If we consider that CAP 999 v2 never appeared until over a year after contract award, NVG regs were still being written as the contract started and then all the 189 stuff, who thinks there will be a regulatory solution for a fully capable and effective remotely piloted SAR by Sept 2024? No, me neither. So the whole UAS thing might just go away for a few years. Enhanced sensors, new winch tech, new PCDS, S-92B, AW189K, perhaps, but fully capable cost-effective UAS, not so likely.

Originally Posted by finalchecksplease
Only one aircraft / base for instance is not workable IMHO ...
Various versions of history are out there for how this happened last time. My understanding is that, in the early stages, more than one bidder was looking at around 14 to 16 aircraft for 2 sets of 5 bases. How much the 22 aircraft was about Super Puma ditchings and how much was about legacy or BHL seems to be a bit muddied????

Last edited by jimf671; 4th Aug 2020 at 14:18.
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Old 4th Aug 2020, 14:47
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First drone footage of a person drowning, that head going under for the last time.. or a cliff sticker becoming unstuck will be a PR SH*t storm for the MCA & Govt.

It seems a clever solution looking for a problem. I probably am a bit of a Luddite but for the most part when I use a bit of ground breaking latest tech Im disappointed, it usually breaks. With age i realise there are no short cuts and humans actually do things very well, we have an instinct that only comes with experience and being actually there.
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Old 4th Aug 2020, 14:52
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The Australian surf lifesaving stuff is a very different concept to searching it would appear. They will use it to patrol from the air for sharks in a relatively restricted area and use a skyshout facility for swimmers and surfers who can't hear the megaphones from the guys on the beach.

This sounds like a far more realistic and practical use for a drone.

Reluctance to change that which does not need changing is not a bad thing in many areas. Constant change is not progress no matter how much management-speak accompanies it.
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Old 4th Aug 2020, 16:48
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We trained hard, but it seemed that every time we were beginning to form up into teams we would be reorganised. … I was to learn later in life that we tend to meet any new situation by reorganising; and a wonderful method it can be for creating the illusion of progress while producing confusion, inefficiency and demoralisation.”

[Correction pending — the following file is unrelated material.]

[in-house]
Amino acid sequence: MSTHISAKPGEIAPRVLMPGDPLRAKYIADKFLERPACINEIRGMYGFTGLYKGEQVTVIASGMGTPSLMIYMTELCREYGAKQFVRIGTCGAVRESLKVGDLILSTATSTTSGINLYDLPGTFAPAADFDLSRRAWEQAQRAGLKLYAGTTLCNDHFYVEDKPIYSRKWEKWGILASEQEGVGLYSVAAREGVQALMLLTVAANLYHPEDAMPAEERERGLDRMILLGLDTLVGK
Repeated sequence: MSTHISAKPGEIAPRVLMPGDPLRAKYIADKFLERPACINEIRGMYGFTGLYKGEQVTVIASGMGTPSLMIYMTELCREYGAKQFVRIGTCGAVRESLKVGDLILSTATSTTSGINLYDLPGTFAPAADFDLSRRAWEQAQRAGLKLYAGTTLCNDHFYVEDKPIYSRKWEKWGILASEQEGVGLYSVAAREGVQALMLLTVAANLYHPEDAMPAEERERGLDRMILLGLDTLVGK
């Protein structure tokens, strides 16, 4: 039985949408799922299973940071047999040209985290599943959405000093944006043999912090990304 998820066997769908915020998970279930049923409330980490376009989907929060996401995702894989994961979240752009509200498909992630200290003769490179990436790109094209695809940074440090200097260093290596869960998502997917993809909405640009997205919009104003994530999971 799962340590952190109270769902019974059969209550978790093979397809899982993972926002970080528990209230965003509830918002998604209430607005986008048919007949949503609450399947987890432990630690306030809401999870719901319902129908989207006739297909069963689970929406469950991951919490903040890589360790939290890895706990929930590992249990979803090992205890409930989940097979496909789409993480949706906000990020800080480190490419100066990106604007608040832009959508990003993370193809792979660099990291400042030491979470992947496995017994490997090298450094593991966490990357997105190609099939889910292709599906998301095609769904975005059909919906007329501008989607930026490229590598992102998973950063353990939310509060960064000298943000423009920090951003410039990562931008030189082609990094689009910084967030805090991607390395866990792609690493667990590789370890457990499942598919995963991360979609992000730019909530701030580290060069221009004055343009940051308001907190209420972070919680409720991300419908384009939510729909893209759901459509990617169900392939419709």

Anon
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Old 12th Aug 2020, 09:33
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I have always been of the mind that a successful SAR system is not purely about range or speed but the number of assets. Once tasked, a SAR cab can't be 2 places at once, which is where ARCC will prioritise. In terms of the UAVs most posters with a SAR background are dwelling on the negatives rather than looking at the positives. It could be used as a force enabler if tasked alongside a SAR helicopter for those long overwater searches. A greater area could be covered much quicker with more assets and with a SAR cab close at hand anything spotted by UAV could be quickly checked out. One other aspect of searching is to prove that nothing was found in the area searched, especially on those jobs where there is doubt that someone needs rescuing at all (clothes found on beach etc). Again, Coastguard and ARCC could prioritise and rather than send a SAR crew out in the middle of the night they could deploy the UAV. That said, I agree with all the issues over weather and the like. There are many limitations but used in the right way it could work well.
RC
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Old 12th Aug 2020, 10:07
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Roger - the problem is that you have to stop the SAR aircaft searching in order to investigate anything the UAV 'sees' which might prevent the helicopter locating the actual target. For every time this happens, you have lost your 'force enabler/multiplier.

Things like clothes found on a beach normally require detective work by the crew along with the CG and police - a UAV can't land on and ask a member of the public if they have seen anything.

You are not going to improve the quality or effectiveness of searches by using UAVs but you might reduce the cost and tick some 'area searched' boxes which could keep the beancounters happy.

Are the UAVs going to rely solely on AI or will there need to be a human operator staring for hours at the downlinked images as well?
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Old 13th Aug 2020, 13:20
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Crab, history is littered with doomsayers. There may be an element of cost saving involved but it is also another string to the bow. Don't be like those Whirlwind guys who said the Wessex was too big or the Wessex guys who said the Sea King wouldn't get into places they could in the mountains and the downwash was too severe. Give this a chance and you might be surprised. Many years ago I was involved in a search, at night, for a man and his son, missing in their very small fishing boat out of Sunderland. It was pre-FLIR and we, along with the RNLI, conducted the search and found nothing. The next morning a Nimrod was tasked and they found them 40nm off the coast. We were called from our beds and picked them up, safe and well. Different types of assets can work well together, give it a chance. Don't forget, people are still getting rescued despite the demise of military SAR.
RC